OSHA News Release - Table of Contents|
Lack of fall protection, other safety hazards results in citations issued to
Philadelphia construction company after inspection at Medford, NJ, work site
Top Class Construction Inc. fined nearly $45,000
PHILADELPHIA – Employee exposure to safety hazards has resulted in citations issued to Top Class Construction Inc. after federal safety inspectors found eight serious and repeat violations at a Medford, N.J., residential construction site. The inspection, conducted by the U.S. Department of Labor's Occupational Safety and Health Administration, was initiated under a Local Emphasis Program focused on fall hazards*, and has resulted in $44,880 in proposed penalties.
"Top Class Construction is unnecessarily taking risks with the safety of its employees by not providing the proper fall protection. This company's repeated disregard for safety standards and continued failure to uphold its legal responsibility to provide a safe workplace will not be tolerated," said Paula Dixon-Roderick, director of OSHA's Marlton Area Office. "Falls are the leading cause of death in construction, so it's vital that these hazards are eliminated immediately."
The repeat violations reflect the company's failure to provide fall protection for employees working on wooden trusses, provide fall protection training, ensure that ladders are used properly, and have a competent person conduct frequent and regular job site inspections. The company was cited for similar violations in 2013. A repeat violation exists when an employer previously has been cited for the same or a similar violation of a standard, regulation, rule or order at any other facility in federal enforcement states within the last five years.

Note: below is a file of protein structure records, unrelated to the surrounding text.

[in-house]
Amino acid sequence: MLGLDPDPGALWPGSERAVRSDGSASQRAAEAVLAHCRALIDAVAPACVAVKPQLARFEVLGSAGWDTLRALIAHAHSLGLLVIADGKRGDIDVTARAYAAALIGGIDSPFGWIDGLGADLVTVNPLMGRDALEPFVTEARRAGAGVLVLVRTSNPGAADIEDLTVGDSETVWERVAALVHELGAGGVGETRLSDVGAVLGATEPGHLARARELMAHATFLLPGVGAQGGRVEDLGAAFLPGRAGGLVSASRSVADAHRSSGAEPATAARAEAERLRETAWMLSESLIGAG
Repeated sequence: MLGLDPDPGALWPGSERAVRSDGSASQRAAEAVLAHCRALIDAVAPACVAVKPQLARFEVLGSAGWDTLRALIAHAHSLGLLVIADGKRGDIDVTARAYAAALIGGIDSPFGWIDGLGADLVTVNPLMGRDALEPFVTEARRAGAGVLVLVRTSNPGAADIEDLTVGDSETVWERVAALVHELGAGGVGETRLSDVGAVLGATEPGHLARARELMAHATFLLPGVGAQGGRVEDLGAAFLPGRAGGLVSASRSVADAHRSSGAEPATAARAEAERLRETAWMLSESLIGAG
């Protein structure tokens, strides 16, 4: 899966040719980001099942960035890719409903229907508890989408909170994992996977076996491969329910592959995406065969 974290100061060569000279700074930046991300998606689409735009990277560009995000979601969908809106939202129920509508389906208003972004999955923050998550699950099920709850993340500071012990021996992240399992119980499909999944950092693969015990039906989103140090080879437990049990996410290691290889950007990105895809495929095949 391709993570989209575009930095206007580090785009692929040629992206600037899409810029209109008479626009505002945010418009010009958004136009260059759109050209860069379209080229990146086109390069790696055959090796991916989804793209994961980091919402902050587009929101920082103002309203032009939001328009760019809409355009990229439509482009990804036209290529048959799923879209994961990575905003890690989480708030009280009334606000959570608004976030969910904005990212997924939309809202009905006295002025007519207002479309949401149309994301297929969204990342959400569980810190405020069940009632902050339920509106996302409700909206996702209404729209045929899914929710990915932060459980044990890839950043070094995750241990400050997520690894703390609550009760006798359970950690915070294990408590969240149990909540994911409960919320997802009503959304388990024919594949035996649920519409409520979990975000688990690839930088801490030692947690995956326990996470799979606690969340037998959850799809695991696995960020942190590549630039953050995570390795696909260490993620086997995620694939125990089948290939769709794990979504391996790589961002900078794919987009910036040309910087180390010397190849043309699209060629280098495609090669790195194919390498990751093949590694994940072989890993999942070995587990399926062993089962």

The serious violations include the improper use of an A-frame ladder, the lack of training on ladders, the company's failure to provide employees with a safe means of access to different working levels of a building, and damaged electrical cords. A serious violation occurs when there is substantial probability that death or serious physical harm could result from a hazard about which the employer knew or should have known.
According to preliminary data from the Bureau of Labor Statistics, falls in construction accounted for 269 fatal occupational injuries in 2012. OSHA's fall prevention campaign provides employers and workers with lifesaving information and educational materials about working safely from ladders, scaffolds and roofs. More information on fall protection standards is available in English and Spanish at http://www.osha.gov/stopfalls.
Top Class Construction has 15 business days from receipt of the citations to comply, request an informal conference with the OSHA area director in Marlton, or contest the citations and proposed penalties before the independent Occupational Safety and Health Review Commission.
To ask questions, obtain compliance assistance, file a complaint, or report workplace hospitalizations, fatalities or situations posing imminent danger to workers, the public should call OSHA's toll-free hotline at 800-321-OSHA (6742) or the agency's Marlton Area Office at 856-596-5200.
Under the Occupational Safety and Health Act of 1970, employers are responsible for providing safe and healthful workplaces for their employees. OSHA's role is to ensure these conditions for America's working men and women by setting and enforcing standards, and providing training, education and assistance. For more information, visit http://www.osha.gov.
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U.S. Department of Labor news materials are accessible at http://www.dol.gov. The information above is available in large print, Braille, audio tape or disc from the COAST office upon request by calling 303-693-7838 or TTY 303-693-7755.
* Accessibility Assistance Contact OSHA's Office of Communications at 202-693-1999 for assistance accessing PDF materials.
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